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me particularly, but there are an awful lot of people who are opposed ** to national health insurance. ADA wants adequate health for all our citizens—if Ives-Flanders would give it then we want Ives-Flandersnit

Senator PURTELL. Do you not think you hit something there when you said you, of course, believe in subsidies, but there are people who hold different views, but you said do not give subsidies until we have the facilities.

Mr. Harris. That is right.
Senator PURTELL. And I assume you meant also personnel.
Mr. HARRIS. That's right.
Senator PURTELL. To see these services are used.
Mr. HARRIS. Yes.

Senator PURTELL. You agree, and your testimony indicates it, that if we had all of the money we wanted, and all of the money you spoke of, for instance, $100 billion or more available, the facts of the matter are that we must have the facilities and personnel to put any plan into operation and to get greater coverage. There are different views 8: to how that can be done, but obviously we are all for doing that ard trying to find out how to expand those facilities.

There is a question as to the type of the facilities and a question as to the amount to be spent on certain types of facilities, as opposed to others. But if you followed this testimony at all in these hearing I am sure you will recognize that is what we are trying to do. There is a question as to how fast it can be done, and the means employed to do it.

We recognize we do not have all of the facilities we would like to have and we would like to expand them, and the personnel alo,

Mr. Harris. I agree with that 100 percent. I think President Eien. hower in his budget speech gave a pretty good summary of what should be done in a sort of general way. Tlowever, he failed to follow up with adequate proposals. The only difference between us is itina question of the rate at which the facilities are provided.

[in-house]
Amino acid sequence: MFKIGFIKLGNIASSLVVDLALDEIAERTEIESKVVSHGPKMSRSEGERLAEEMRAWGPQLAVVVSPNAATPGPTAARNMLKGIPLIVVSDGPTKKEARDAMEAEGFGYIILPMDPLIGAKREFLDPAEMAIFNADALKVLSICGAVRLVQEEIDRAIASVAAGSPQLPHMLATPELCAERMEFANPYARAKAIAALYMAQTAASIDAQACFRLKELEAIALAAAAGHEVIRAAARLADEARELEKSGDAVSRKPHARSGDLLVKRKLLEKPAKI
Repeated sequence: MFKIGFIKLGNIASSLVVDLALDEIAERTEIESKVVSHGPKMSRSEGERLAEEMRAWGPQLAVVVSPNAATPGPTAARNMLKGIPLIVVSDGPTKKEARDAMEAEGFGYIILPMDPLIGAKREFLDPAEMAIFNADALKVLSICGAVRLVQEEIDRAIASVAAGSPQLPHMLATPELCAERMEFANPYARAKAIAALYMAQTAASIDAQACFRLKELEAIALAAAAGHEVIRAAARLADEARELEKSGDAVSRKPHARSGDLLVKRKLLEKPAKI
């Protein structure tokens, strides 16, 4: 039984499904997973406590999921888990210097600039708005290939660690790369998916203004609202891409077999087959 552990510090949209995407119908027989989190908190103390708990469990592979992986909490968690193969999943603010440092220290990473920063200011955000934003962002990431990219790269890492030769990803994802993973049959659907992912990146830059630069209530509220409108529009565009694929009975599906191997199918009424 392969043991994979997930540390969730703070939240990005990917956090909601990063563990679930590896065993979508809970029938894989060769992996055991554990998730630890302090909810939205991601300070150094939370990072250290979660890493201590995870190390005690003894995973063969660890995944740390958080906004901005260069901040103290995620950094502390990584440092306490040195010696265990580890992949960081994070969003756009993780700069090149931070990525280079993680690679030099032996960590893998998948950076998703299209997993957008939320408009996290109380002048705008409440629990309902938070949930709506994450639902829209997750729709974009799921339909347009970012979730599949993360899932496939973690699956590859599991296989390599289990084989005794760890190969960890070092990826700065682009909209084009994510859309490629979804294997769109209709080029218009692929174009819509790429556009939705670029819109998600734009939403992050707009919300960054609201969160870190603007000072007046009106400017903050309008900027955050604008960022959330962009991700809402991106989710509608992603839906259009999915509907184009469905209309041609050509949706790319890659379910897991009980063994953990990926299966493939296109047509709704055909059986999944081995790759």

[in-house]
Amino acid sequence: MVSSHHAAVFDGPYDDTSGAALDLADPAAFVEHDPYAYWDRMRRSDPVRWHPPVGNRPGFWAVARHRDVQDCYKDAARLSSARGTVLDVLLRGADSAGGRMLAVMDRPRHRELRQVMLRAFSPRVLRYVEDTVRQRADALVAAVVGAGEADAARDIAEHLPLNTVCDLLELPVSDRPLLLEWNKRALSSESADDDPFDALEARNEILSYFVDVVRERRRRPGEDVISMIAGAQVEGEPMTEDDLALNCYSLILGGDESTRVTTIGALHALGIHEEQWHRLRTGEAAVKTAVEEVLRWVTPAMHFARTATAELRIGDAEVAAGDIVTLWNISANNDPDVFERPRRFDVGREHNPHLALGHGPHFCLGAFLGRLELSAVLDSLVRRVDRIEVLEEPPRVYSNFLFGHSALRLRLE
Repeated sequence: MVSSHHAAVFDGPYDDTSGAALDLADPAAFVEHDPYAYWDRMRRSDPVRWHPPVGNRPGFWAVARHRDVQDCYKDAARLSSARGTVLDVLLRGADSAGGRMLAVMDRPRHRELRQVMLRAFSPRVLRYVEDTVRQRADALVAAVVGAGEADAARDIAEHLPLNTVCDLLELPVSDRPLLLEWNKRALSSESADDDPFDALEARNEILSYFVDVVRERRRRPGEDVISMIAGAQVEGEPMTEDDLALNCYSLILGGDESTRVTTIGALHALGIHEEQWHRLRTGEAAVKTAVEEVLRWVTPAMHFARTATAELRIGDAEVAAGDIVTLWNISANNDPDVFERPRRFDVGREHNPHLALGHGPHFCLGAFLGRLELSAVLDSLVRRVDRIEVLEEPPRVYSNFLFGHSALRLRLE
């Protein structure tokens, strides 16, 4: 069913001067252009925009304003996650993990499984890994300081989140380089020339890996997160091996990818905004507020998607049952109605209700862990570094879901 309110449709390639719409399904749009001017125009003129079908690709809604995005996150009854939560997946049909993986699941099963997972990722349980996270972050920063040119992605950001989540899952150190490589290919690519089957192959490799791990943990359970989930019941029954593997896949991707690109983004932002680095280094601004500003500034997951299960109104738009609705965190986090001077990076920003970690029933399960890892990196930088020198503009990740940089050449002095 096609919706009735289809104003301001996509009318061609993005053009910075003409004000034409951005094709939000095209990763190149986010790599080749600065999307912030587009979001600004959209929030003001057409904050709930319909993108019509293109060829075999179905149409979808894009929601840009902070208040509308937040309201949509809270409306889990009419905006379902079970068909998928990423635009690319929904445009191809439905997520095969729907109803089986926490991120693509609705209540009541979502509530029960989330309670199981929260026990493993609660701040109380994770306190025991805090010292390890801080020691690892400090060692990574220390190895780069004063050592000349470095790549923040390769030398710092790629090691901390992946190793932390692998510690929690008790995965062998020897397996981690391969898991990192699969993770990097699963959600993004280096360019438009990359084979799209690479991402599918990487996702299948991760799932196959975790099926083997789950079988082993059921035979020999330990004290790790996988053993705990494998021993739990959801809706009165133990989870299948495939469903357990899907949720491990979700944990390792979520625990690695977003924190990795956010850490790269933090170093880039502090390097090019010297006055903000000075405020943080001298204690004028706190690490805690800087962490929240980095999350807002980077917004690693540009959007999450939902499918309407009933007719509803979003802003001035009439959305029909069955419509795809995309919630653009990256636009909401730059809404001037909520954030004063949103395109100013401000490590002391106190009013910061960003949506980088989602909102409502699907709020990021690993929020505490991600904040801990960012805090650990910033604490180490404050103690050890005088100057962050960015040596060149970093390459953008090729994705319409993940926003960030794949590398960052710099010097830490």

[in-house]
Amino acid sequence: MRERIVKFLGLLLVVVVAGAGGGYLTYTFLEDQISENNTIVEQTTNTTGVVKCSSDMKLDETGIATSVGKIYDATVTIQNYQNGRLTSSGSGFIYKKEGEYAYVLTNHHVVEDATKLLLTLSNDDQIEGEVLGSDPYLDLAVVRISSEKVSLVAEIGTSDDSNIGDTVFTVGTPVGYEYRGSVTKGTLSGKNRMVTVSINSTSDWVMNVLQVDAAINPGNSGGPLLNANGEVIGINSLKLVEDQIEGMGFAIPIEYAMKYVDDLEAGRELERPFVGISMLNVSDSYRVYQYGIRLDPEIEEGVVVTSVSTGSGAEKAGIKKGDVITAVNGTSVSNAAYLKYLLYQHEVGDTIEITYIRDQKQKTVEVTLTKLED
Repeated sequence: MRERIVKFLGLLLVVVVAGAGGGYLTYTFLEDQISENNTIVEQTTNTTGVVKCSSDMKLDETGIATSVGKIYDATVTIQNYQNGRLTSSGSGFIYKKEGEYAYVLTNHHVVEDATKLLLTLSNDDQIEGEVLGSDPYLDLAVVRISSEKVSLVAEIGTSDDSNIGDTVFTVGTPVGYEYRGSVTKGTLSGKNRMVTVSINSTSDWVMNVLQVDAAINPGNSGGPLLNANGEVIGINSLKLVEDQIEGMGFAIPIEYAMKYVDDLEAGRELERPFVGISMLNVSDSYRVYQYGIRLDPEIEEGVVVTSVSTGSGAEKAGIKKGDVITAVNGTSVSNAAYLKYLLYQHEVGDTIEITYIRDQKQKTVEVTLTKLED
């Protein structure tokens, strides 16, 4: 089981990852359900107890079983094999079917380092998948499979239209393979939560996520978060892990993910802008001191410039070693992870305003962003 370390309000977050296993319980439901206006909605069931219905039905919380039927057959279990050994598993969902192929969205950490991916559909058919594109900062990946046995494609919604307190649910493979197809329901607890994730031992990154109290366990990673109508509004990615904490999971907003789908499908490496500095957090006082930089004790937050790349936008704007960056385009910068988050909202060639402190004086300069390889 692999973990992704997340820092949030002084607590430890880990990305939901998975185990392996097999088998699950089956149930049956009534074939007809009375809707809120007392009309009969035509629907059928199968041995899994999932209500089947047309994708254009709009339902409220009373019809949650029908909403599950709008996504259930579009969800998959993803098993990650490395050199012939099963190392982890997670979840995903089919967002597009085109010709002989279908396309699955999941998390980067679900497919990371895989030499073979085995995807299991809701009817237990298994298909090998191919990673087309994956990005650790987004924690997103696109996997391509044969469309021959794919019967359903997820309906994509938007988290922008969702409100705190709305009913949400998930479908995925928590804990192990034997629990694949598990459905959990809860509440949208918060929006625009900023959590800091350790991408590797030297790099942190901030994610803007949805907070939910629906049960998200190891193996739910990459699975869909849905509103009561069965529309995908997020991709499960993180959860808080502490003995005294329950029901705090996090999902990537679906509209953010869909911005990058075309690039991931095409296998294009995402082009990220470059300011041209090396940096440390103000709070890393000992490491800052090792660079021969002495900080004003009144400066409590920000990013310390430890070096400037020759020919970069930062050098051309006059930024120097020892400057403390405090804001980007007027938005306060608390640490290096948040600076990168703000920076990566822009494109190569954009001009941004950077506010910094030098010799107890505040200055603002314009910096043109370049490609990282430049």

Senator Pu TELL. And the means by which they are provided.

Mr. HARRIS. That is right. And I would be inclined to go more rapidly than you are doing. I think it is really disgraceful in a coun try like this only 3 percent of the income goes to medicine. It is a bar question of spending. The question is how far the Government should go to correct it.

My point is, if we do not get a good comprehensive health-insurance program, we will get real socialized medicine, which is Government medicine,

You know, since the war that the proportion of expenditures by the Government on medicine has gone up 50 percent. I think it supuesto if we had a better organization of private medicine including ca prehensive health insurance, the proportion of Government spending would decline.

Senator PUXTELL. Of course, some of this increase has been due to the fact that our dollar was not worth what it was in 1939.

Mr. Harris. But of course, we have more dollars, too, Senator. I do not think this is a relevant point. The point is our national income has gone up, let us say, since 1933, by about 6 or 7 times in dollars Your income goes up and your expenditures go up. Why is it that the proportion of medical spending has not gone up, despite the fact